Gone are the days when you only needed to remember 3-5 passwords. Passwords were primarily for email accounts and a handful of social media and maybe an online bank account. Now you need at least 10 accounts for literally everything, from emails, eCommerce sites, social media, cloud apps, your thermostat, all your gov sites. You probably think you don’t have that many but the average person has well over a 100 passwords (I just made that up, but I have way over that, I lost count).
I often end up using the same password for most accounts, until some website tries to be secure and tells me I need an “special character”. I don’t need a $%!&(*@ character if I don’t want one! Or a combination of Capitals and numbers! Pretty soon my passwords are appended by numbers and some sites don’t allow repeated passwords over time!
Needless to say, this can’t keep up for too long. Until a better way comes out to authenticate, password managers are a life saver.
If you’re reading this, you probably don’t use one. Well, you should, there’s no reason not to get organized sooner rather than later.
Below is a list of the most popular ones.
- Bitwarden [My preferred option]
- Open Source
- Free version is good enough but premium is only $10/year
- Built-in authenticator app with premium
- iCloud Keychain
- Only for iOS devices (iPhone, Mac, iPad). If that’s all you use, then you’ll have no issues.
- It’s an embedded feature in Safari, no additional app to install.
- It does store your password data in Apple’s iCloud (encrypted of course!), so it may be of concern to some privacy freaks but that’s the only way it syncs between different devices.
- Cannot use on firefox, windows, or anything that’s not Apple!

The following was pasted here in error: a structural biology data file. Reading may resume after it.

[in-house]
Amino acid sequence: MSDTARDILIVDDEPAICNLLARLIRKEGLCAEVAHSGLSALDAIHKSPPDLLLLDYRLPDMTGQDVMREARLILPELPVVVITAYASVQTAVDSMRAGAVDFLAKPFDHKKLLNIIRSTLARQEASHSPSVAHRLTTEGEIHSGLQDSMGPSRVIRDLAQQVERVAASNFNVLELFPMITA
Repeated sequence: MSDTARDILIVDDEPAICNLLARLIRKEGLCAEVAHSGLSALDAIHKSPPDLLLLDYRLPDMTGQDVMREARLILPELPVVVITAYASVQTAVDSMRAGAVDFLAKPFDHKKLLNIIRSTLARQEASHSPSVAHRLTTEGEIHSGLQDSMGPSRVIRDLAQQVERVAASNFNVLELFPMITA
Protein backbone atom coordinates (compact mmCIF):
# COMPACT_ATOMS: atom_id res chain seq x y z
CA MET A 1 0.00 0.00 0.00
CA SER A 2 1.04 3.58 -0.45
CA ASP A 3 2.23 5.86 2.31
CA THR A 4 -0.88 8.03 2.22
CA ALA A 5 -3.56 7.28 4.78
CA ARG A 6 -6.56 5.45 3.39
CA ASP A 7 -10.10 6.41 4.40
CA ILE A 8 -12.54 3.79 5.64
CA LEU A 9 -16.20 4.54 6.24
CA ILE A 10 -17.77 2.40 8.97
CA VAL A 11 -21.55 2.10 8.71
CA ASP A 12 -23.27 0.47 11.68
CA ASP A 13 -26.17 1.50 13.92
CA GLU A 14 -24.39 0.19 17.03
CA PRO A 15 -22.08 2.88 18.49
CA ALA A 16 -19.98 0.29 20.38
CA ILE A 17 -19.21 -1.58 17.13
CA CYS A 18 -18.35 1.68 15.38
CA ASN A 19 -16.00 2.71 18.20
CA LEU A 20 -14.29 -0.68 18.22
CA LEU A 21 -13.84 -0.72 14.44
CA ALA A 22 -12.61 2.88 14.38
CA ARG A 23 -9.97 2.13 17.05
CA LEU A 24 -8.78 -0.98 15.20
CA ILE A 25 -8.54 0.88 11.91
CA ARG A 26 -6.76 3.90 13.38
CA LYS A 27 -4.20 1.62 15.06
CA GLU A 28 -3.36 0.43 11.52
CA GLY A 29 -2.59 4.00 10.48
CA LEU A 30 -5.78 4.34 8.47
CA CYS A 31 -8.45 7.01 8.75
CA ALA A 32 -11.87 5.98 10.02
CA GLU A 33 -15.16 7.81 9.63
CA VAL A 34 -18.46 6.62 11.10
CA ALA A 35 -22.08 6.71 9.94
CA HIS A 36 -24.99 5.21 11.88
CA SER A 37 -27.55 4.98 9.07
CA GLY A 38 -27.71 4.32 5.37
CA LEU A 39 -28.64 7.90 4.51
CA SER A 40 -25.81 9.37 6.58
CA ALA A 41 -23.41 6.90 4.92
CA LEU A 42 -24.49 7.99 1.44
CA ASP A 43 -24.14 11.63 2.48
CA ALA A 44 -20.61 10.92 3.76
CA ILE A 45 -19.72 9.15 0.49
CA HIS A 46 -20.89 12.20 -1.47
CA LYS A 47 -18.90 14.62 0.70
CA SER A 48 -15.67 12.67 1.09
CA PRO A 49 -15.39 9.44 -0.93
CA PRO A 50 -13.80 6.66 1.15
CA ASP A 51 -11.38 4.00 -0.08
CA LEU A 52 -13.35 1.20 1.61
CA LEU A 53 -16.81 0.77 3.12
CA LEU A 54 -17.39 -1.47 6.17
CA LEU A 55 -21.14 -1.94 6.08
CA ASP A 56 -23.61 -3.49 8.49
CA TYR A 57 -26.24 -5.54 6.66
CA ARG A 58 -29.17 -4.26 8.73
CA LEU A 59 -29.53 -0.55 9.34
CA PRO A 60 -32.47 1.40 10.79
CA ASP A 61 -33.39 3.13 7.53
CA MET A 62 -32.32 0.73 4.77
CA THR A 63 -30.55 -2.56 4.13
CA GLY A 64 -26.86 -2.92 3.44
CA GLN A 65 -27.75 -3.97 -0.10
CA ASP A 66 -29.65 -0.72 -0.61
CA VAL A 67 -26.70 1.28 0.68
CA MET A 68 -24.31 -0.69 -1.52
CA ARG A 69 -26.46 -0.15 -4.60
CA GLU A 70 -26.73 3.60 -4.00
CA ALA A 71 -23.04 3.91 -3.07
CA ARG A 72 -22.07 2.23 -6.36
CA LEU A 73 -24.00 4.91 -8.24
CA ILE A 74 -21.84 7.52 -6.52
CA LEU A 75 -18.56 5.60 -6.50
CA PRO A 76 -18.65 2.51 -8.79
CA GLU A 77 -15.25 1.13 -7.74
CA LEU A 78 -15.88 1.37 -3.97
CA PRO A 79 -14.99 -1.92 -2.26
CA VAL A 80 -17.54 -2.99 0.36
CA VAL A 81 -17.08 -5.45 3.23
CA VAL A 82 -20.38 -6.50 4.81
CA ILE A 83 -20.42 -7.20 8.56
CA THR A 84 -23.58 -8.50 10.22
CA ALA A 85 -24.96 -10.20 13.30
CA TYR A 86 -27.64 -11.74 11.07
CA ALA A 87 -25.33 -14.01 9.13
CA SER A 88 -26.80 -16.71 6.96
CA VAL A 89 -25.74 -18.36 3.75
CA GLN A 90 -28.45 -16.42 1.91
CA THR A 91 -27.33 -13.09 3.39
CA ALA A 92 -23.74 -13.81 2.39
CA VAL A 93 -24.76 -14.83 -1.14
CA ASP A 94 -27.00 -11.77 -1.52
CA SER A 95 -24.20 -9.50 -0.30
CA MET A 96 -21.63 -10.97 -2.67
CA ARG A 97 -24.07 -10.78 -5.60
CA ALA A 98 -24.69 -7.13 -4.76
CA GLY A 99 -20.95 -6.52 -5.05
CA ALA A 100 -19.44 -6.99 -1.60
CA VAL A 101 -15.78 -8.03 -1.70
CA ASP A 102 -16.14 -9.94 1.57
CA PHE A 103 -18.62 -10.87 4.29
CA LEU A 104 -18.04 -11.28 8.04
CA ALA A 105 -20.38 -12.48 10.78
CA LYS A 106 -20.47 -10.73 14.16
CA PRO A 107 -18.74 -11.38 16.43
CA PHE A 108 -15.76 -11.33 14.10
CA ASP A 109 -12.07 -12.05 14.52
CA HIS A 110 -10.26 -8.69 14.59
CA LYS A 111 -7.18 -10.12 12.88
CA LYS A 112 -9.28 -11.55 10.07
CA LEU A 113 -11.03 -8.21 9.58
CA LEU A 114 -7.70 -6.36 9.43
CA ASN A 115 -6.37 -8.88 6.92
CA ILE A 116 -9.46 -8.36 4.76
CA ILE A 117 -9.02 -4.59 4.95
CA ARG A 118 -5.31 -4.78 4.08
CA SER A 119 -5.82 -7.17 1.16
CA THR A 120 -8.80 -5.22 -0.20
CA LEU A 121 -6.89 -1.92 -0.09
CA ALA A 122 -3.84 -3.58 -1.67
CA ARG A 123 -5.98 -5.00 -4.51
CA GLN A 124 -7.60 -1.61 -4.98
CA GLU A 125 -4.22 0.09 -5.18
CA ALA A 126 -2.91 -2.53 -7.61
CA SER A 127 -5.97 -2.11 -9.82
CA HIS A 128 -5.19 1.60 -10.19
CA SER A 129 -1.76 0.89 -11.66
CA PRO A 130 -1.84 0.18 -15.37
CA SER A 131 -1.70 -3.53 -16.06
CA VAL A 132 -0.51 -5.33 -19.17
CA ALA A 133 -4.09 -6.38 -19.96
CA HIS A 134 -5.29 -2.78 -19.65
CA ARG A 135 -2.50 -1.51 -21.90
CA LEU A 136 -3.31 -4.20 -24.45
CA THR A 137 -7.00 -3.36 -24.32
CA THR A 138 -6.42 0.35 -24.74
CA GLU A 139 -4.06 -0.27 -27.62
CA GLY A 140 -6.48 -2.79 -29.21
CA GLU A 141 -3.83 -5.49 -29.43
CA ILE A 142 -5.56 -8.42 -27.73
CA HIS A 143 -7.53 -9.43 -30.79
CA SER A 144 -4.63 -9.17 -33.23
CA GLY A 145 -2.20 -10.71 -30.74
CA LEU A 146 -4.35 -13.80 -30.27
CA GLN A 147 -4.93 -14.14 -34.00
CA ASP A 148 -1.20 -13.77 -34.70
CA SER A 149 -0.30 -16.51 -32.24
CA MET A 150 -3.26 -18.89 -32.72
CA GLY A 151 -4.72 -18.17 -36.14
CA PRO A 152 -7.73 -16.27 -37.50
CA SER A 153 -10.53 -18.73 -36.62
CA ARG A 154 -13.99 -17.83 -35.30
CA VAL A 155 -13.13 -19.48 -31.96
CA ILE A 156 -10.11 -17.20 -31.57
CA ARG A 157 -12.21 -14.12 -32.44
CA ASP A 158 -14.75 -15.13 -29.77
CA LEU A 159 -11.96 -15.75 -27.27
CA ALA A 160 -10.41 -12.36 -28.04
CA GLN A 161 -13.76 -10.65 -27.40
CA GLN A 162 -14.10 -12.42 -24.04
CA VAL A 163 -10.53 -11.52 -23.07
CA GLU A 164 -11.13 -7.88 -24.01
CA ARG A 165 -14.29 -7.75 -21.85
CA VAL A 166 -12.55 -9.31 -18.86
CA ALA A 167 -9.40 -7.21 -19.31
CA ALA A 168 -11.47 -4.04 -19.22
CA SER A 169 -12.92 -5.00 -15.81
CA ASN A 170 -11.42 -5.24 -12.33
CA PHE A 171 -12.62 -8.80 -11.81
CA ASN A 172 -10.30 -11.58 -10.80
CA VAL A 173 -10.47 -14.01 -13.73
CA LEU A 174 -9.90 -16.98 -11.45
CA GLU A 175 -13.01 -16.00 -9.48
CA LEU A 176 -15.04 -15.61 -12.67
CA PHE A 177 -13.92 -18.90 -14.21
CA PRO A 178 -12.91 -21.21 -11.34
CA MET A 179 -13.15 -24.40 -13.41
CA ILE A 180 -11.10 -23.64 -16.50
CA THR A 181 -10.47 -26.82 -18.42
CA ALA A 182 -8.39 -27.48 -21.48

- One of the most popular options. Works on nearly all platforms. It provides the same one-click password fill as iCould Keychain on all forms, Mac or iPhone (Comparing Apples to Apples, 🤗 pun intended).
- It’s cloud based as well, but then again, you want it to sync between devices and not carry a master database file with you all the time.
- The best feature and a differentiator is it’s backend management dashboard. You can edit, view and categorize passwords easily, something the iCloud Keychain fails to provide.
- Additional security features: Multi-Factor Authentication, disable cloud sync, disable login for certain countries, password audit of all your passwords.
- And it’s all Free. There is a $1/month premium account as well that adds a few more features.
- For the security freaks out there, since it has offline access and is open source
- Not as easy to use for the common user
- Very similar to LastPass
- Has an offline and online (cloud sync) feature, so the best of both worlds
- Premium version is 3x that of LastPass premium
- Offline app with online syncing via USB/Wifi or DropBox/iCloud
- 1-time fee for the premium apps
A neat feature in LastPass (and maybe others) is that you can designate another person (a spouse, sibling, etc) to have access to your password database if you die. If you put their name in, and they ask for access, you will be sent a notification to allow them. If you don’t respond in a pre-defined number of hours or days that you set, it means you’re probably dead. They could benefit from some of the 100s of login credentials to settle your matters easily instead of jumping through hoops. You may have too many skeletons in your closet that you don’t want them to know, in that case forget about this feature 🤐